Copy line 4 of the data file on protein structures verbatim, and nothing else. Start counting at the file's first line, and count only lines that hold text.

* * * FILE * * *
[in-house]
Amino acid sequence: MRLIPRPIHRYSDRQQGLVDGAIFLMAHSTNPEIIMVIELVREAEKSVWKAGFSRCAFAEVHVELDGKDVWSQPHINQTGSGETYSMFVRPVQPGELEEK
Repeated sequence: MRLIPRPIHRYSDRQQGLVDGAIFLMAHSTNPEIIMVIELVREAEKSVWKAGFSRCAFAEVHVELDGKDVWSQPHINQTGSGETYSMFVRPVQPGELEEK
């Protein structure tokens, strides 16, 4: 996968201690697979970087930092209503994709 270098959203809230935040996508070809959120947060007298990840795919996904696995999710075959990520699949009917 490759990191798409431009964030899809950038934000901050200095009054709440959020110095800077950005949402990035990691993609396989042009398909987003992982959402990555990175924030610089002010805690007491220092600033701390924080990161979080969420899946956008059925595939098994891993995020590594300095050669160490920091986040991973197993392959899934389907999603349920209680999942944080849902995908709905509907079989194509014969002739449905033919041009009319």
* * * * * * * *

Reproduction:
């Protein structure tokens, strides 16, 4: 996968201690697979970087930092209503994709 270098959203809230935040996508070809959120947060007298990840795919996904696995999710075959990520699949009917 490759990191798409431009964030899809950038934000901050200095009054709440959020110095800077950005949402990035990691993609396989042009398909987003992982959402990555990175924030610089002010805690007491220092600033701390924080990161979080969420899946956008059925595939098994891993995020590594300095050669160490920091986040991973197993392959899934389907999603349920209680999942944080849902995908709905509907079989194509014969002739449905033919041009009319």